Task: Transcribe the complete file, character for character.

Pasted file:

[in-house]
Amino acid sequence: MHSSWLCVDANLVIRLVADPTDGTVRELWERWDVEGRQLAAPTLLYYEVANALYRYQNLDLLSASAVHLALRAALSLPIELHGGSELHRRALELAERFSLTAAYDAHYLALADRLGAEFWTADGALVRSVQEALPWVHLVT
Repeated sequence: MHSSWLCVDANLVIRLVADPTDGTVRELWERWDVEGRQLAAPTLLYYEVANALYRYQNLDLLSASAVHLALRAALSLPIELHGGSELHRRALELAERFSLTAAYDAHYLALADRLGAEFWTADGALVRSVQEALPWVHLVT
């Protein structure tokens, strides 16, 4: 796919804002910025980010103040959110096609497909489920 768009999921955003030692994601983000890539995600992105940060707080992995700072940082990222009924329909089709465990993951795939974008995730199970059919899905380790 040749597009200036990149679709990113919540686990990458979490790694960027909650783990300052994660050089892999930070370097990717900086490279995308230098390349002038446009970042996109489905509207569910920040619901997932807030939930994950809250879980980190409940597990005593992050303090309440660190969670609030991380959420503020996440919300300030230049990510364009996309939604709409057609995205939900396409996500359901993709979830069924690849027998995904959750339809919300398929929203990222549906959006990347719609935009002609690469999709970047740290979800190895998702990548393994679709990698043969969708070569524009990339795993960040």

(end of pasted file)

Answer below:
[in-house]
Amino acid sequence: MHSSWLCVDANLVIRLVADPTDGTVRELWERWDVEGRQLAAPTLLYYEVANALYRYQNLDLLSASAVHLALRAALSLPIELHGGSELHRRALELAERFSLTAAYDAHYLALADRLGAEFWTADGALVRSVQEALPWVHLVT
Repeated sequence: MHSSWLCVDANLVIRLVADPTDGTVRELWERWDVEGRQLAAPTLLYYEVANALYRYQNLDLLSASAVHLALRAALSLPIELHGGSELHRRALELAERFSLTAAYDAHYLALADRLGAEFWTADGALVRSVQEALPWVHLVT
């Protein structure tokens, strides 16, 4: 796919804002910025980010103040959110096609497909489920 768009999921955003030692994601983000890539995600992105940060707080992995700072940082990222009924329909089709465990993951795939974008995730199970059919899905380790 040749597009200036990149679709990113919540686990990458979490790694960027909650783990300052994660050089892999930070370097990717900086490279995308230098390349002038446009970042996109489905509207569910920040619901997932807030939930994950809250879980980190409940597990005593992050303090309440660190969670609030991380959420503020996440919300300030230049990510364009996309939604709409057609995205939900396409996500359901993709979830069924690849027998995904959750339809919300398929929203990222549906959006990347719609935009002609690469999709970047740290979800190895998702990548393994679709990698043969969708070569524009990339795993960040």